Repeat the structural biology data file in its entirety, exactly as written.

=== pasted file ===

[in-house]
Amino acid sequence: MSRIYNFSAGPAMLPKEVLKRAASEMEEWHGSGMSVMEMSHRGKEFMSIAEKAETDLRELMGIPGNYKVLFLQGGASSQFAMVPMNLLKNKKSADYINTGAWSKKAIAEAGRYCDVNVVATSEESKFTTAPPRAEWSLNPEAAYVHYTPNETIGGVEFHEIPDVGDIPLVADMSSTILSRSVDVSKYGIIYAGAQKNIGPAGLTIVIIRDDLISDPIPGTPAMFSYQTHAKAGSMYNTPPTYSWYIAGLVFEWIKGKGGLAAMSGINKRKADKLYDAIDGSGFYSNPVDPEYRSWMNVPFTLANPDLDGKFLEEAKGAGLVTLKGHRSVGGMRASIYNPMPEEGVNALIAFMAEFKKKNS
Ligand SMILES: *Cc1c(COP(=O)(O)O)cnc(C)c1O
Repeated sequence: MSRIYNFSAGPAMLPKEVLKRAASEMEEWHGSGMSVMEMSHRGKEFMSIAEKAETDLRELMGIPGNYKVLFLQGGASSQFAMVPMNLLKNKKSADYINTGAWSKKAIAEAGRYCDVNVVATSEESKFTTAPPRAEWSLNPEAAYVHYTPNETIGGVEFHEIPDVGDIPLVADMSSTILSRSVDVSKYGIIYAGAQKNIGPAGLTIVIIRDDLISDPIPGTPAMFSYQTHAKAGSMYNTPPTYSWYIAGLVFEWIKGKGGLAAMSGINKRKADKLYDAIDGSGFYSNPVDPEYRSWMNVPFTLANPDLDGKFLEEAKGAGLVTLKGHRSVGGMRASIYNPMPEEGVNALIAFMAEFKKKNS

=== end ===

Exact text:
[in-house]
Amino acid sequence: MSRIYNFSAGPAMLPKEVLKRAASEMEEWHGSGMSVMEMSHRGKEFMSIAEKAETDLRELMGIPGNYKVLFLQGGASSQFAMVPMNLLKNKKSADYINTGAWSKKAIAEAGRYCDVNVVATSEESKFTTAPPRAEWSLNPEAAYVHYTPNETIGGVEFHEIPDVGDIPLVADMSSTILSRSVDVSKYGIIYAGAQKNIGPAGLTIVIIRDDLISDPIPGTPAMFSYQTHAKAGSMYNTPPTYSWYIAGLVFEWIKGKGGLAAMSGINKRKADKLYDAIDGSGFYSNPVDPEYRSWMNVPFTLANPDLDGKFLEEAKGAGLVTLKGHRSVGGMRASIYNPMPEEGVNALIAFMAEFKKKNS
Ligand SMILES: *Cc1c(COP(=O)(O)O)cnc(C)c1O
Repeated sequence: MSRIYNFSAGPAMLPKEVLKRAASEMEEWHGSGMSVMEMSHRGKEFMSIAEKAETDLRELMGIPGNYKVLFLQGGASSQFAMVPMNLLKNKKSADYINTGAWSKKAIAEAGRYCDVNVVATSEESKFTTAPPRAEWSLNPEAAYVHYTPNETIGGVEFHEIPDVGDIPLVADMSSTILSRSVDVSKYGIIYAGAQKNIGPAGLTIVIIRDDLISDPIPGTPAMFSYQTHAKAGSMYNTPPTYSWYIAGLVFEWIKGKGGLAAMSGINKRKADKLYDAIDGSGFYSNPVDPEYRSWMNVPFTLANPDLDGKFLEEAKGAGLVTLKGHRSVGGMRASIYNPMPEEGVNALIAFMAEFKKKNS